If your student is dedicated to their studies, they’re probably neglecting their most essential needs such as sleeping and eating. But you can send them a reminder to fill that mind and the stomach with the Snack Break Gift Basket. It comes with organic snacking staples such as kettle corn and even protein packed trail mix.

4.   Tea and Cookies Gift Basket


With winter bringing in the chill, your college student will love a bit of warmth sent their way. This tea and cookie basket is carefully curated to include winter favorites such as Earl Gray tea with organic clover honey sticks. And when drinks are not enough, they can indulge on decadent chocolate butter cookie brittle or classic sugar cookies.

5.   Popcorn and Sweets Tin


Okay, it isn’t a care package, exactly. But college students LOVE popcorn, especially when it’s mixed with candy and sweets. But this tin is not just your grandmother’s favorite blend of stale popcorn. Your college student will love testing innovative flavors such as brown sugar and honey mustard popcorn. With favorite candy like Atomic Fireballs adding even more fun, they’ll dig the options. And even better, they’ll have enough to share with their roommates and study pals!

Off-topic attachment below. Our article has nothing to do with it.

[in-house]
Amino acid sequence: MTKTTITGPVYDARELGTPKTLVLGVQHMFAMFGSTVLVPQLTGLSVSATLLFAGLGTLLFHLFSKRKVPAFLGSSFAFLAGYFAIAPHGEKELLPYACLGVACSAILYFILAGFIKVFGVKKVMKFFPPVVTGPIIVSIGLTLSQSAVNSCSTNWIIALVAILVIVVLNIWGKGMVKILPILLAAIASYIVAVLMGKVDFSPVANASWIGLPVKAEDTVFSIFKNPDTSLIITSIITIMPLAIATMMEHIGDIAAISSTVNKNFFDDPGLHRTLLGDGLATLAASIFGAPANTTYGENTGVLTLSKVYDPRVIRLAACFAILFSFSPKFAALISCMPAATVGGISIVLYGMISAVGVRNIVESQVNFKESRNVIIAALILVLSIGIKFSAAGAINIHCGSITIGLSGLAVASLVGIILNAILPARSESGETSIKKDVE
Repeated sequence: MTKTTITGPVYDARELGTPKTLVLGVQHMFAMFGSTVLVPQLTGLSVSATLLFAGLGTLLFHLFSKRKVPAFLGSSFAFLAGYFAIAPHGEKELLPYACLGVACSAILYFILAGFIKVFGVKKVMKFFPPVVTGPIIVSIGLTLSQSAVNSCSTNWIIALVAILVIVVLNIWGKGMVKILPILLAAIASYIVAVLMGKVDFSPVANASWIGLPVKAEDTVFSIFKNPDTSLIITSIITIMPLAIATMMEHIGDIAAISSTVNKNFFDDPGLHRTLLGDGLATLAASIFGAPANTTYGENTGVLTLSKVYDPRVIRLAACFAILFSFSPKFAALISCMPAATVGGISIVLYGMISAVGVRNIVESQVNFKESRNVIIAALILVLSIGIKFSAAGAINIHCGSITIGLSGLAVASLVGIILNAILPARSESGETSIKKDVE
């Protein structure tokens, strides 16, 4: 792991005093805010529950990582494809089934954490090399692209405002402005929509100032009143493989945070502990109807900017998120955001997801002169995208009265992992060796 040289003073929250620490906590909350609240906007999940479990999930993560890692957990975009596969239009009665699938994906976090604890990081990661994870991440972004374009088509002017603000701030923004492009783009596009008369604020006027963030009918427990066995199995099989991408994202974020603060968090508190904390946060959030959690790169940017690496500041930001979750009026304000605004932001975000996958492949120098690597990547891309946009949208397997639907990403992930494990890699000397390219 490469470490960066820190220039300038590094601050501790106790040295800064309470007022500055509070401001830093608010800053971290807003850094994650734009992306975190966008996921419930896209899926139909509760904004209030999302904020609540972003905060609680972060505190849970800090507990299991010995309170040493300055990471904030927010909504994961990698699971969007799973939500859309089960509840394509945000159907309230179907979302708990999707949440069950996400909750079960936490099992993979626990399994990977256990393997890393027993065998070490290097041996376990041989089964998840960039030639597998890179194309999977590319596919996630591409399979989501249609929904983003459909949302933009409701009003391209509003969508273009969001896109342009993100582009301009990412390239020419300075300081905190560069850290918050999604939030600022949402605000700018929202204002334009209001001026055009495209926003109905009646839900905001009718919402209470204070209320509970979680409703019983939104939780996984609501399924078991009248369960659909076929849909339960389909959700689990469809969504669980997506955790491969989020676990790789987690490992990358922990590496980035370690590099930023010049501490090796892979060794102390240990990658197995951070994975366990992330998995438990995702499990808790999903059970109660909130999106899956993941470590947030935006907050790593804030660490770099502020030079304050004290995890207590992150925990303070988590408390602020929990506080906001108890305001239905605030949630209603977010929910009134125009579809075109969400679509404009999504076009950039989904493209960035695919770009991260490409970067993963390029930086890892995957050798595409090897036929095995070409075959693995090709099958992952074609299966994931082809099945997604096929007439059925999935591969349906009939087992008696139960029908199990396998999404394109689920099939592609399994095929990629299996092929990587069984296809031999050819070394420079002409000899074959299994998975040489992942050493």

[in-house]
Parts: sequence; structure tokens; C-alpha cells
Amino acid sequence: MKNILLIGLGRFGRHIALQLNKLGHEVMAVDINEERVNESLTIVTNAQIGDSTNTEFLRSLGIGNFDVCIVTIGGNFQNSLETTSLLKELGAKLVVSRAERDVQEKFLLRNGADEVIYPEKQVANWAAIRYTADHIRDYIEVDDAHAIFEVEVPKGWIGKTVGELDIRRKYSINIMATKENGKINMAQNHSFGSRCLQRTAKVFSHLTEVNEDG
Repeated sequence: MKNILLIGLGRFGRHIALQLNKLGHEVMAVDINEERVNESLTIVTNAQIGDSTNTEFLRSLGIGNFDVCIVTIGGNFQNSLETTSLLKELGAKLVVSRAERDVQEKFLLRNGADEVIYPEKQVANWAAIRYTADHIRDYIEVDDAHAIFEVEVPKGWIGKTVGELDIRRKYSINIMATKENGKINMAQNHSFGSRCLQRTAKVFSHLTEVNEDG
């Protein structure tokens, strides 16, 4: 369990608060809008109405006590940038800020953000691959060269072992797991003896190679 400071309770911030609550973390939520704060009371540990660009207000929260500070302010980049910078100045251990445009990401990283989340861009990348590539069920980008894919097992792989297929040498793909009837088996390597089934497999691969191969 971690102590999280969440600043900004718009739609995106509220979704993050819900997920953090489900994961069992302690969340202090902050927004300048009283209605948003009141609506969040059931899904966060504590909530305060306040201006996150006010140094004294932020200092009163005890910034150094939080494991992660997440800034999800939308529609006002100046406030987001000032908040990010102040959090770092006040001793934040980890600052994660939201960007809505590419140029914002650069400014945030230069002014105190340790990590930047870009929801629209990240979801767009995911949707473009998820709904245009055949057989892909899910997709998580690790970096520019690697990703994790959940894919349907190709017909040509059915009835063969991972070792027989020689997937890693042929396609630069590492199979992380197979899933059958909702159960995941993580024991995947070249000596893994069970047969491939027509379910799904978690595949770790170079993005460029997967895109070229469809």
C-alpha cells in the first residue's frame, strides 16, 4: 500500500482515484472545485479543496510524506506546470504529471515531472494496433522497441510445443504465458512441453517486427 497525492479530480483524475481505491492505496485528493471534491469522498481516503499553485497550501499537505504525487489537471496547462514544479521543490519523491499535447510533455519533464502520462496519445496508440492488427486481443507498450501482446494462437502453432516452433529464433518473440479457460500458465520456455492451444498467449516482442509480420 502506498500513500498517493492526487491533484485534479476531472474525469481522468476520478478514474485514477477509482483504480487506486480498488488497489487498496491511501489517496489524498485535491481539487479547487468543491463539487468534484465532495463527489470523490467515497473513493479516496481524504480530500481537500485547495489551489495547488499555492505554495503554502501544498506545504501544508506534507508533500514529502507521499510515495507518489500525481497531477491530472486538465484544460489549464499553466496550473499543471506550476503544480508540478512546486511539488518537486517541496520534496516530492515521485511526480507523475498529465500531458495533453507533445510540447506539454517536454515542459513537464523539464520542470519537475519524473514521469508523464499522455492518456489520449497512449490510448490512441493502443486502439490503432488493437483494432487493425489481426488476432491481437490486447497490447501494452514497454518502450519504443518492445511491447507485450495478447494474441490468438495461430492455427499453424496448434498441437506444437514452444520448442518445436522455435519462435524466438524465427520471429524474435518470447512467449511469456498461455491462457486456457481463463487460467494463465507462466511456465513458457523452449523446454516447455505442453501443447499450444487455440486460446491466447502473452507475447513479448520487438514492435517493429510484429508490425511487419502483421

Parent’s Corner: How to Prepare Yourself for Thanksgiving Break


Have you been counting down the days until your college student comes home for break? You’re not alone! For many parents, Thanksgiving will be the first time you see your child since dropping them off on their first day. Thanksgiving is the best time to get some quality bonding in without having to worry about rushing back on Monday morning. However, Thanksgiving break may not be all that you imagine it will be, your child could be expecting you to treat them differently. Here we break down a few situations that might occur during their time at home:


1.   Expect them to want space.